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VeriFone Hopes To SAIL Past Square With Latest Credit Card Reader

VeriFone Hopes To SAIL Past Square With Latest Credit Card Reader

It looks like Square has yet another competitor in the mobile payments arena. Global payment leader VeriFone has announced SAIL, a credit card reader much like Square’s, that will attach to a number of mobile devices. While VeriFone may have a little catching up to do, they have the advantage of an extensive network with a commanding percentage of retail transactions passing through their service.

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Apple Starts Testing Mobile Deals & Payments In-House With Pirq Partnership

Apple Starts Testing Mobile Deals & Payments In-House With Pirq Partnership

Apple employees in silicon valley get a new Pirq

NFC isn’t a new technology. Android and BlackBerry phones with NFC capabilities have been available for a while now and various companies have started looking at implementing NFC as a mobile payment or digital wallet solution. Google Wallet being the most well-known while MasterCard’s new PayPass Wallet Services, which the company announced on Monday is the newest and potentially broadest in scope

Apple, however, hasn’t shown much interest in adding NFC to the iPhone. The lack of NFC hasn’t kept mobile payment options off the iPhone – as we’ve recently reported T.G.I. Fridays and Tabbedout, Boston’s light rail commuter service, and AmTrak have all moved to offer mobile payments using the Starbucks app/virtual card model.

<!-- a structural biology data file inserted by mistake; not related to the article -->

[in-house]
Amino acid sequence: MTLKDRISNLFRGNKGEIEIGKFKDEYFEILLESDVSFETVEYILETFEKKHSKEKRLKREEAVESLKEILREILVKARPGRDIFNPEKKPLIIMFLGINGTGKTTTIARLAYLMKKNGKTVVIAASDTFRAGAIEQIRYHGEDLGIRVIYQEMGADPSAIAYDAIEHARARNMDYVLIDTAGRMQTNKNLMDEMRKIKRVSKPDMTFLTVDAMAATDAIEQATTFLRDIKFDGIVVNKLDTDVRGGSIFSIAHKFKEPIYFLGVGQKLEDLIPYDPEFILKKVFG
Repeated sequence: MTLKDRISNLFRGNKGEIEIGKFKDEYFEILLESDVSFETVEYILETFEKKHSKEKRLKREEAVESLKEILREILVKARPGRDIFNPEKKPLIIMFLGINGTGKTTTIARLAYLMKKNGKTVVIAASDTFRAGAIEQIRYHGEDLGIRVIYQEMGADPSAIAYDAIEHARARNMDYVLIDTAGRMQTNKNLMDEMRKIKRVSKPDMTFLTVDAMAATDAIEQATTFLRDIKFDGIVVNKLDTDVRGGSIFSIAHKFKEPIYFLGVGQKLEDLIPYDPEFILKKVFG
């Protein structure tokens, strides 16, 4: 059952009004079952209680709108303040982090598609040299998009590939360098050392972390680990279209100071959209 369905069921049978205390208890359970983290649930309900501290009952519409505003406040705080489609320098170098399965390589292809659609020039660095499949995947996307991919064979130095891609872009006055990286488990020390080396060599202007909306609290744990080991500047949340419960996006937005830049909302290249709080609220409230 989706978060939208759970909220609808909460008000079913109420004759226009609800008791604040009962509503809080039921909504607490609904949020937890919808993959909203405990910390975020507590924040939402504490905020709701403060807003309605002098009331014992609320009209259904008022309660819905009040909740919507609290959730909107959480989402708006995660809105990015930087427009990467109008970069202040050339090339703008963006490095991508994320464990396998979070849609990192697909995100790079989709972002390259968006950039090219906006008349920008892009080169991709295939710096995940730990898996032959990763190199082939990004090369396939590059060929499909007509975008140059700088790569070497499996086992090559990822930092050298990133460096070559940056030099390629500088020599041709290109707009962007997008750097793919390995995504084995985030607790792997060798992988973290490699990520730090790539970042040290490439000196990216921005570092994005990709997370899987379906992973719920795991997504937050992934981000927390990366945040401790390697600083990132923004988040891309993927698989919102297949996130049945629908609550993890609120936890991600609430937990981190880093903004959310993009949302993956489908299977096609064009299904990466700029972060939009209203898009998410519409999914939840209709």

A new deal between Apple and location-based deals startup Pirq, to offer daily food and drink deals to the company’s employees in silicon valley could be a sign of Apple testing the waters with both a deals network and whether such ecommerce options make sense for iPhone users.

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T.G.I. Fridays, Tabbedout Make iPhone-based Mobile Payments A Reality

T.G.I. Fridays, Tabbedout Make iPhone-based Mobile Payments A Reality

Tabbedout makes mobile payments from iPhones mainstream

This week featured a handful of announcements relating to using your iPhone as a virtual wallet including news of Boston’s smartphone-based commuter rail payment system and CVS integrating its loyalty card system into its iPhone app.

Capping the week is news that restaurant chain T.G.I. Fridays announcement that more than of its franchises in the U.S. will begin offering patrons the ability to settle their restaurant or bar tab using an app. The move comes as part of partnership with startup Tabbedout – a mobile payment company that aims to bring iPhone (and Android phone)  payments into the mainstream with a focus on bars and restaurants.

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Could NFC Tags For iPhones Get Apple To Create An iWallet?

Could NFC Tags For iPhones Get Apple To Create An iWallet?

Stick-on NFC chips could prove the need for NFC support in iOS

There have been a handful of technologies touted over the past few years that would remove (or dramatically reduce) the need to carry our credit/debit cards, loyalty cards, and even cash. For the past couple of years, NFC has been the technology of choice for turning our phones into digital wallets. Google and RIM have built NFC support into their respective mobile OSes and a handful of manufacturers have built NFC phones, but the technology hasn’t lived up to the hype.